Tired of hearing your child tattle? Say a simple "thanks" and end the conversation.
Tattling can drive adults--especially parents and teachers--to desperation. It seems endless, and kids get ridiculous with their perceived slights. Another form of sibling rivalry, children tattle to get attention, sympathy or simply to get someone else in trouble. It can be tempting to discipline or even punish your kids if they continue to tattle after being asked to stop. But being consistent while keeping your cool is the key to nipping that bad behavior in the bud.
1Explain to your child that reporting--getting help for someone--is allowed. However, tattling--saying something to get another in trouble--is not. Use a few examples, based on their age and understanding, to make sure they know the difference. Make sure your child understands that she will be heard if someone truly needs help.
2Ask the child if she is reporting or tattling when she attempts to tattle. This allows the child to reason out her own behavior.
3Avoid getting upset at the child when she tattles. This is a form of attention that can reinforce the tattling behavior in the child. Refuse to react in any emotional way to the tattle.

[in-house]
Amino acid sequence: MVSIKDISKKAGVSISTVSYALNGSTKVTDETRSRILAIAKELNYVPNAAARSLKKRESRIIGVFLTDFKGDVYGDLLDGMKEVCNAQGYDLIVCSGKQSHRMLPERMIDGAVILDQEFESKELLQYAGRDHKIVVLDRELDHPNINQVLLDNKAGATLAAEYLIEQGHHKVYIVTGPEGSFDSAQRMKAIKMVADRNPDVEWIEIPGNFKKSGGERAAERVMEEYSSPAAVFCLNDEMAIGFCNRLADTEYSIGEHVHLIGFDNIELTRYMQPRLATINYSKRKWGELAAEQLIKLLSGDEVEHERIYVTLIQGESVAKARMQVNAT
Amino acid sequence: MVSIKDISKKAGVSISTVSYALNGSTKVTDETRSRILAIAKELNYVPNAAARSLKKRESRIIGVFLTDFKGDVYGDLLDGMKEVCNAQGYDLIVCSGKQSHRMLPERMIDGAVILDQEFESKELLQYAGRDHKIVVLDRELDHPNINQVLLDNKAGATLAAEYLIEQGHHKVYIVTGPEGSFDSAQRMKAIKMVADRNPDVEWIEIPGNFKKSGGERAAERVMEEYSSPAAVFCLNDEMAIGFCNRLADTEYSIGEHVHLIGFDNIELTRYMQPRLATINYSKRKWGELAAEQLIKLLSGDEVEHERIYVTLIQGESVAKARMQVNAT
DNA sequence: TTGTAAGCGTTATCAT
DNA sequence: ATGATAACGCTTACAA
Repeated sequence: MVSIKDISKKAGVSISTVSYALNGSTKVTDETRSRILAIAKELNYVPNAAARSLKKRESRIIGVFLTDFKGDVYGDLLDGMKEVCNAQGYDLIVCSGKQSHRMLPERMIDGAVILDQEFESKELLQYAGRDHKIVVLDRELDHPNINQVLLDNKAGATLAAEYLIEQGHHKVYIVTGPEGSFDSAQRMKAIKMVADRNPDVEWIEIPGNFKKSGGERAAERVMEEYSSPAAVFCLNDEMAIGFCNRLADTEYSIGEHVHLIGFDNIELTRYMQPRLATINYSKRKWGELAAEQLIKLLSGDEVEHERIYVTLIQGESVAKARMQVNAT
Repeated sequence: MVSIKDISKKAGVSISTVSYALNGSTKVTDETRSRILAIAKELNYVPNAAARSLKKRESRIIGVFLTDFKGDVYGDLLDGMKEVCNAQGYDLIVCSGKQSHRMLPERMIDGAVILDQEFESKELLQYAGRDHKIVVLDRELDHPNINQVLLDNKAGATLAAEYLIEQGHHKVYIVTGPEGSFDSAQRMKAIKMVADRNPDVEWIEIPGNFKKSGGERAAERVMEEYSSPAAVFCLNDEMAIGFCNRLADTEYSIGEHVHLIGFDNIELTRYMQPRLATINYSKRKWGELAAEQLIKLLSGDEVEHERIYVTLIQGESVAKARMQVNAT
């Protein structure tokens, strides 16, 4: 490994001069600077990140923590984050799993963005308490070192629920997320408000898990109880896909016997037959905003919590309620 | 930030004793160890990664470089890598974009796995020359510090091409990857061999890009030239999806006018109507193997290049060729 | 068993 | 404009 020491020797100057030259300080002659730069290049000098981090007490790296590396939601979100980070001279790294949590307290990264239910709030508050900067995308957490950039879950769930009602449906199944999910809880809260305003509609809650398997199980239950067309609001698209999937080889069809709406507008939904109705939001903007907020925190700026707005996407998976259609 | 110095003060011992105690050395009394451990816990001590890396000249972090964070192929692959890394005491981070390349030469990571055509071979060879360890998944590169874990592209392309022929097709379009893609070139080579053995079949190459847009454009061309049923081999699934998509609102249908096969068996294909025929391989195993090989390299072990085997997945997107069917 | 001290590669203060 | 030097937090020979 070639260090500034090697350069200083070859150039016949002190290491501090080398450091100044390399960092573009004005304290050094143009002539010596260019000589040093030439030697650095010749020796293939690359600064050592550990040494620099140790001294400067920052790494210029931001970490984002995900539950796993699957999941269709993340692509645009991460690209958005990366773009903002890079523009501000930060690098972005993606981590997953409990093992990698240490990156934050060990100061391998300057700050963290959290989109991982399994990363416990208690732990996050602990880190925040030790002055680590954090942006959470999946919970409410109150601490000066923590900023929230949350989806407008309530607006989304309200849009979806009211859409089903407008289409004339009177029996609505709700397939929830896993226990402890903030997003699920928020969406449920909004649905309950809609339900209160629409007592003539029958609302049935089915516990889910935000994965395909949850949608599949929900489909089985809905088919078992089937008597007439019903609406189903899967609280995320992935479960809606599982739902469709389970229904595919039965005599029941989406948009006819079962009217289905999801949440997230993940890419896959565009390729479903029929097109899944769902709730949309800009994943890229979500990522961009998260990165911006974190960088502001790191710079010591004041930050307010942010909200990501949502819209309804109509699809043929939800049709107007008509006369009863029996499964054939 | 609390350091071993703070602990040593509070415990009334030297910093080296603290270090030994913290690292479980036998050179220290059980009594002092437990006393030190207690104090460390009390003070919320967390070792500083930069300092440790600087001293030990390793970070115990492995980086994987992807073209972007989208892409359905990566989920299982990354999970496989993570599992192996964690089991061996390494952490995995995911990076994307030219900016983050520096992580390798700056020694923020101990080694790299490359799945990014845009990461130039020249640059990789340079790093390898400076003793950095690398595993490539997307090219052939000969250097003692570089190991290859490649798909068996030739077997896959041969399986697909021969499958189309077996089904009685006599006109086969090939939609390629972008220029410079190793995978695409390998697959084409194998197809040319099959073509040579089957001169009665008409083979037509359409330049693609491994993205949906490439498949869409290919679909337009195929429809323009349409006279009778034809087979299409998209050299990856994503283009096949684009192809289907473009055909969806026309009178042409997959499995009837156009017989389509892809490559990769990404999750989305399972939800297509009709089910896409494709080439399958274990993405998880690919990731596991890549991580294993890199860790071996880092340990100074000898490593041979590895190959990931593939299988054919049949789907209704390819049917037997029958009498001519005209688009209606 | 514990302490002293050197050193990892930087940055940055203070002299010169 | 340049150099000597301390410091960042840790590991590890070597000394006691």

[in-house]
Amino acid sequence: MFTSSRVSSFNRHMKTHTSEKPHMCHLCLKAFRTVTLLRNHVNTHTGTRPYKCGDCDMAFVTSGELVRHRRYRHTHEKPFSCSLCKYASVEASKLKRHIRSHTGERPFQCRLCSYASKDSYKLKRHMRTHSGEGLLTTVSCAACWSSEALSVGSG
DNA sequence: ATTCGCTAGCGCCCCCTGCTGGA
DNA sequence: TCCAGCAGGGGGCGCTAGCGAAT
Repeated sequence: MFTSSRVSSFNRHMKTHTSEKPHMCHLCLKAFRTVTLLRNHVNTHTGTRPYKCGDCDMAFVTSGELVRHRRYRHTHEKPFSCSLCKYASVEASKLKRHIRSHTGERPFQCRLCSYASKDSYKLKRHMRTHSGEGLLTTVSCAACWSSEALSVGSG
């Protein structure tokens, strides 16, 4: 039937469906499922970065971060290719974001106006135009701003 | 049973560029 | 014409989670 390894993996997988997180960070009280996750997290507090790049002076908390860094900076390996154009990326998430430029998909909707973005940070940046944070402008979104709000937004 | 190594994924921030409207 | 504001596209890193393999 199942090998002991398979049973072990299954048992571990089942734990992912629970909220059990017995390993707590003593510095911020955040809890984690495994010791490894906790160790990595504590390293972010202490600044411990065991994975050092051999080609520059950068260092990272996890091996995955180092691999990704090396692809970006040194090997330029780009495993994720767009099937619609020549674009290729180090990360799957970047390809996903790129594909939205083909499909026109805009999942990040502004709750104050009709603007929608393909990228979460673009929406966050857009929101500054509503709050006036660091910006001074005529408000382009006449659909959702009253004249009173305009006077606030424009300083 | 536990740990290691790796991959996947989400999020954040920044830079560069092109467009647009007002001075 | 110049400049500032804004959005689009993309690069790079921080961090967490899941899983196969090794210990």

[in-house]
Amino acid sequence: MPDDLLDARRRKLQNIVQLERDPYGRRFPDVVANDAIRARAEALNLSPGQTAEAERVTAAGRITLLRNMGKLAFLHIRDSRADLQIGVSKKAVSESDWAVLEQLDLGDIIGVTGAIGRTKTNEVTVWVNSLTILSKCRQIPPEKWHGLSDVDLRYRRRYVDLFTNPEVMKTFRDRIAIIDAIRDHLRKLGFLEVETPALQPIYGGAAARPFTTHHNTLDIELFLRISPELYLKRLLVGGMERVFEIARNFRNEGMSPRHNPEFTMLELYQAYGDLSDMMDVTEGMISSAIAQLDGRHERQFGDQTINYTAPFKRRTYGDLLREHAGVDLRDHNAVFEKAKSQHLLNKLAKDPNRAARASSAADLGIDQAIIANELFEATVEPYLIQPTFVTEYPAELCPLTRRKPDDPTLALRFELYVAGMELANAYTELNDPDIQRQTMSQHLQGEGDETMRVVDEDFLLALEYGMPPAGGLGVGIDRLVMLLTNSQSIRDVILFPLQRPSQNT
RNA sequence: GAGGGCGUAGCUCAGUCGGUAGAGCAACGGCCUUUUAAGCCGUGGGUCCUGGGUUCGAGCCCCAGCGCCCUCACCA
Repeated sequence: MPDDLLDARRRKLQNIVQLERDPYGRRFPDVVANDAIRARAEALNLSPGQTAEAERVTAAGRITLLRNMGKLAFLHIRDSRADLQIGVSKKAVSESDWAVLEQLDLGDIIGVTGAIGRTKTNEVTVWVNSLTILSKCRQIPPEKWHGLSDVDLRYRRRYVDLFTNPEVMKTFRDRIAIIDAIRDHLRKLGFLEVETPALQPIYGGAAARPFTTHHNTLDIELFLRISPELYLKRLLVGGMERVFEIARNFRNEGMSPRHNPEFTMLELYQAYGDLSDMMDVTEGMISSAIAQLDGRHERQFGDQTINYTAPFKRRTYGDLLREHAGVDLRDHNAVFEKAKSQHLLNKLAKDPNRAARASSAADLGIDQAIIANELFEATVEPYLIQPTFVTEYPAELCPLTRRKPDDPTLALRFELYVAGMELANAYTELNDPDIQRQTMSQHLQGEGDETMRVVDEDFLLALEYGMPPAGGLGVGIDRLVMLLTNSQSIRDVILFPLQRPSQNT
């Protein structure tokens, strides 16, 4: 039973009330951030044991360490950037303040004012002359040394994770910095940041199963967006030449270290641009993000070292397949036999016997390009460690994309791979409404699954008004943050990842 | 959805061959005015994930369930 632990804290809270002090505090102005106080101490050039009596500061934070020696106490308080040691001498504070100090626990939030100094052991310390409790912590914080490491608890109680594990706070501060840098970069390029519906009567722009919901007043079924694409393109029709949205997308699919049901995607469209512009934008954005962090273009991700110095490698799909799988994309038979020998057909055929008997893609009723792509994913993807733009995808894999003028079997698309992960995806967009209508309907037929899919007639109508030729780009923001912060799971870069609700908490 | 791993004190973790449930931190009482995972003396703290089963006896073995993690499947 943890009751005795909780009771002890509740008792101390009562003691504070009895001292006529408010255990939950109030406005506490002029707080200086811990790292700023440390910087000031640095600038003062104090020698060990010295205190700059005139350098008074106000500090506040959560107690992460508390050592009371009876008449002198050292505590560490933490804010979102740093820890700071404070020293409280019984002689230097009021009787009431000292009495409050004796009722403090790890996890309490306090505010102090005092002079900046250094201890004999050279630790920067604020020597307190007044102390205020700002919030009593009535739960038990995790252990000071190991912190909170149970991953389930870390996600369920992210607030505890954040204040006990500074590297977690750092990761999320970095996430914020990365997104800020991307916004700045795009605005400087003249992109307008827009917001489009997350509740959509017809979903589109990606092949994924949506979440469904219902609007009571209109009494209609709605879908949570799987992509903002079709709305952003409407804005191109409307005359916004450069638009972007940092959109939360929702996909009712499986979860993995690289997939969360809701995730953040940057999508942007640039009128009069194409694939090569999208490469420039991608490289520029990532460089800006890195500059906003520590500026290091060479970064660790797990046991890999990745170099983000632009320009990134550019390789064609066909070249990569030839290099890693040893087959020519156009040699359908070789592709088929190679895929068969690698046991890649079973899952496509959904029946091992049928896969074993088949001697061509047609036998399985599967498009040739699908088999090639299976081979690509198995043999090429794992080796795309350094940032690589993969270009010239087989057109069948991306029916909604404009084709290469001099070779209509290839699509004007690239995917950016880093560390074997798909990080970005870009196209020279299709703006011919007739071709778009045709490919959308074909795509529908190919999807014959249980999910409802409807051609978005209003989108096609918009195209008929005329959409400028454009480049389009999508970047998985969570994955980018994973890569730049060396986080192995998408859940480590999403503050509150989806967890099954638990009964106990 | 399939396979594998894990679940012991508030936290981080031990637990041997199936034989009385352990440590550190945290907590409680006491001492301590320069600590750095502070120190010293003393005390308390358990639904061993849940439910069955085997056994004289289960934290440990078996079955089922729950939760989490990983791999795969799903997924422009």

4Refuse to give the tattler any sympathy or attention. After the tattle is made, simply say "thank you" and return to whatever you were doing when the child approached. If she repeats the tattling statement, again say thank you and offer nothing further. If necessary, walk away from the child or out of the room to reinforce that the conversation is over.
5Teach your child skills in working out her own problems, preferably at a time when she is not upset with the other child. Role play situations where she can memorize some positive responses to use when she is angry. Or talk about how she can speak up if she feels someone is being unkind to her.
- Reward kids for not tattling with a small treat if they make it through the day tattle-free. Display a chart where kids can track their progress throughout the day.
- Don't punish the child for tattling, as she may decide to refrain from talking about more important things for fear of being ignored.